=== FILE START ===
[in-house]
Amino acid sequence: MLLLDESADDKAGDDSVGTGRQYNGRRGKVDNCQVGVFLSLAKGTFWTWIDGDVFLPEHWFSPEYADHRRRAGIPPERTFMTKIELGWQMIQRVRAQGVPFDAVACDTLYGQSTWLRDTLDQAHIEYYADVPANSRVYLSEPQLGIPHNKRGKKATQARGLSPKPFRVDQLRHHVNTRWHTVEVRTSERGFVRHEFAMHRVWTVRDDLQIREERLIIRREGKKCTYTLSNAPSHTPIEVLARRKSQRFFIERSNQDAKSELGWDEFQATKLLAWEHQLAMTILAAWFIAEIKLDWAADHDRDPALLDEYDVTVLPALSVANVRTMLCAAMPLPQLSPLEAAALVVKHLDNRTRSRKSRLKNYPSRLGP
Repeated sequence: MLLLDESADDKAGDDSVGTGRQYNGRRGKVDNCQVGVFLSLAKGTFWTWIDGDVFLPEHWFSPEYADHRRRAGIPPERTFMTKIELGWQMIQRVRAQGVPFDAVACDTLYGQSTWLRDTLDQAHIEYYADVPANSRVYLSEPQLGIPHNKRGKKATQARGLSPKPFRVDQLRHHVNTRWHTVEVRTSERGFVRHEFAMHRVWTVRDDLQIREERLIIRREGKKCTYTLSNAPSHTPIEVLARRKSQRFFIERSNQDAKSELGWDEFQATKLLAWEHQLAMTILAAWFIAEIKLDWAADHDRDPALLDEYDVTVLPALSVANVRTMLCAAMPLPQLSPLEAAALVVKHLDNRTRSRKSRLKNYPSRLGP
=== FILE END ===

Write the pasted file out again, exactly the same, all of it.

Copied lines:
[in-house]
Amino acid sequence: MLLLDESADDKAGDDSVGTGRQYNGRRGKVDNCQVGVFLSLAKGTFWTWIDGDVFLPEHWFSPEYADHRRRAGIPPERTFMTKIELGWQMIQRVRAQGVPFDAVACDTLYGQSTWLRDTLDQAHIEYYADVPANSRVYLSEPQLGIPHNKRGKKATQARGLSPKPFRVDQLRHHVNTRWHTVEVRTSERGFVRHEFAMHRVWTVRDDLQIREERLIIRREGKKCTYTLSNAPSHTPIEVLARRKSQRFFIERSNQDAKSELGWDEFQATKLLAWEHQLAMTILAAWFIAEIKLDWAADHDRDPALLDEYDVTVLPALSVANVRTMLCAAMPLPQLSPLEAAALVVKHLDNRTRSRKSRLKNYPSRLGP
Repeated sequence: MLLLDESADDKAGDDSVGTGRQYNGRRGKVDNCQVGVFLSLAKGTFWTWIDGDVFLPEHWFSPEYADHRRRAGIPPERTFMTKIELGWQMIQRVRAQGVPFDAVACDTLYGQSTWLRDTLDQAHIEYYADVPANSRVYLSEPQLGIPHNKRGKKATQARGLSPKPFRVDQLRHHVNTRWHTVEVRTSERGFVRHEFAMHRVWTVRDDLQIREERLIIRREGKKCTYTLSNAPSHTPIEVLARRKSQRFFIERSNQDAKSELGWDEFQATKLLAWEHQLAMTILAAWFIAEIKLDWAADHDRDPALLDEYDVTVLPALSVANVRTMLCAAMPLPQLSPLEAAALVVKHLDNRTRSRKSRLKNYPSRLGP